SOURCES- Cornell University, Arxiv
Written By Brian Wang,

29 thoughts on “Two Cheap Cameras Can Provide LiDAR-like Object Detection for Self-Driving”

  1. But it must also be true that you can resolve distances via stereo vision *coarsely* at fairly large distances.

    Say you have two cameras 1 m apart, and that you are using a HD cameras. Each camera has, say, 50 degrees vision which equates to about 1/40:th degree resolution. This would mean resolving a pixel at 1 km from a pixel at 1.8 km.
    tan^-1(1/1000) = theta = 0.057 deg;
    tan (theta – 1/40) = tan(0.032) = 0.00056
    => dist = 1.77 km)

    Now, few objects consists of just one pixel… The angular resolution for an object that consists of 100 pixels should be – handwaving – about 100 times better, i.e. 1/4000 degrees resolution. This equates to resolving an object at 1 km distance from an object at 1.004 km distance, i.e. a depth resolution of 4m at 1 km.

    Now 4 m resolution at 10 m distance is bad, but I would argue that at 1 km, it’s just fine. Particularly as you can combine several sequential (pairs of) images that each have 4 m resolution to yield even better results.

  2. That’s some interesting information. I have to say that my subjective impression, just shutting one eye while driving, is that two eyes give me better depth perception at least 50 feet out. But, of course, I’m not totally lacking in depth clues at that point, and it’s a subjective impression.

    Two feet apart would be about 16 times greater separation, of course, and you could probably get out to 4-5 feet on a car without changes to the overall footprint of the vehicle.

  3. I have a FLIR in one of my cars, and can detect out to about 400m. It has saved my butt many times, e.g., deer/moose at night. The car also has all sorts of other driver assist tech, radar etc. Next year’s model I’ll be able to get the LiDAR option too (Magna+Innoviz). The expectation is that in 2-3 years all this tech will be cost effective at the $30k/vehicle price point.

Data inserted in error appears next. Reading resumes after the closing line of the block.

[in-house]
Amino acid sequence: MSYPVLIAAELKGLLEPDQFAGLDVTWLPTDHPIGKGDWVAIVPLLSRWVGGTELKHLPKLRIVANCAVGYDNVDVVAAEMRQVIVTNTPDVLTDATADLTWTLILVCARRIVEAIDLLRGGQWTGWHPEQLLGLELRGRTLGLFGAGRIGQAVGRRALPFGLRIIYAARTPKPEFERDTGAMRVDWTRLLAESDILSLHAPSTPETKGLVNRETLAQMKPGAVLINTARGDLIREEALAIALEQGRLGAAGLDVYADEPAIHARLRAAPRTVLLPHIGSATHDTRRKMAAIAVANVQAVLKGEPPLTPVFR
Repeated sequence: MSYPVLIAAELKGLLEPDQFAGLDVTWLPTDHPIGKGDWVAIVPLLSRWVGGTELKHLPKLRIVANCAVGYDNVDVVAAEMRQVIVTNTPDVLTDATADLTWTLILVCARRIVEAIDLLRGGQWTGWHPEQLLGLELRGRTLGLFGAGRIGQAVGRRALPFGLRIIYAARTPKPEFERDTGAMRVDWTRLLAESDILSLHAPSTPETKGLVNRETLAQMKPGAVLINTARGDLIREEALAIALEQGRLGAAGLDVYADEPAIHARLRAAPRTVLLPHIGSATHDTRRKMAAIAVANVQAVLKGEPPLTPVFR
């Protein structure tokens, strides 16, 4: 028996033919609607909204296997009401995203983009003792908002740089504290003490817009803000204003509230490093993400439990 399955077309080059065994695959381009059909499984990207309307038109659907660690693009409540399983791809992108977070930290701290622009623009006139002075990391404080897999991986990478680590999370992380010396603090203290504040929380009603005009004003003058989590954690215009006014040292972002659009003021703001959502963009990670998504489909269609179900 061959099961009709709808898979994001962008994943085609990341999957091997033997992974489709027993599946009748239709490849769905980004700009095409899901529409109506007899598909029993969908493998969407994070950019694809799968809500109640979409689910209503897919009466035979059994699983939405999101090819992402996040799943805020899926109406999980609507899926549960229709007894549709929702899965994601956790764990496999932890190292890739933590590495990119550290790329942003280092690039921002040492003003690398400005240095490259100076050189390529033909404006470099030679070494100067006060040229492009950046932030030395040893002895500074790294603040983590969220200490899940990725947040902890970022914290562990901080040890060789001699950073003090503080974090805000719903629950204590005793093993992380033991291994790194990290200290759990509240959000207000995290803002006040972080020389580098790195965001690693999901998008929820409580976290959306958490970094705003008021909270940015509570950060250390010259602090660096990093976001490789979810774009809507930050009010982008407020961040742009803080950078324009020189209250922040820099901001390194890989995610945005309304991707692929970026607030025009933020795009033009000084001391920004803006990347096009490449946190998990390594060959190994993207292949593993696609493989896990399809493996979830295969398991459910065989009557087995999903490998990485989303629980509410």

So the tech is out there, and knowing how car companies excel at making zillions of things cost effectively, the tech will be available for all. But – the problem still remains. The tech accomplishes the 95/5 rule in covering most potential accidents (notwithstanding alcohol related). The remaining 5% is really, really hard and comprises 95% of the cost in order to reach acceptable autonomous driving. It isn’t the hardware tech, really. It is a combination of software and adoption rates. Current “AI” software design is not at all adequate, neither artificial nor intelligent. There is a very long way to go to reach adoption critical mass.

  4. A friend of mine did his masters on distance perception in machine vision and he tells me that the famous human binocular vision really only works out to a couple of metres. i.e. About what we could realistically hope to reach.

    Beyond that we actually get our distance perception from other cues

    • Comparison to other objects whose size and position we already know (or think we know)
    • Angle changes as our head changes position
    • Just guessing based on what size we think an object is

    As a result people with only one (working) eye are far more capable at navigating the world than you would naively assume just from the binocular theory.

    Having lost the sight in my left eye for a couple of months I can confirm this matches my experience. I did experience problems and misjudgements, but they were only with close things. I’d have trouble grabbing a rice cooker, but no issue driving or riding my bike. AND I would have trouble grabbing a rice cooker, but not my coffee cup. I think that’s because I knew very well what the size of the cup was so I could guess distance easily, but the rice cooker was something I only used once a month or so.

    (Off topic, but the rice cooker springs to mind because of another problem. I was looking for the rice cooker, opened a cupboard, “There it is.” Go to grab it… and found myself trying to grab the photograph on the front of the rice cooker box. I was fooled by the 2D photo because I was only seeing in 2D. )

  5. Not really; Humans do an adequate job of resolving distance using eyes placed only a couple inches apart. A couple feet would be enormously better, and you could fit that onto a self-driving motorcycle without changing the form factor.

    You don’t really need to resolve distances down to millimeters for driving purposes.

  6. The added benefit of Thz scanning tech is that, if your car DID hit a pedestrian, it could diagnose their broken bones!

  7. bug splats are a serious problem, human car drivers have a windows distance unlike camera’s who usually sit at front, and thus can be blinded with a single bug splat or bird splash.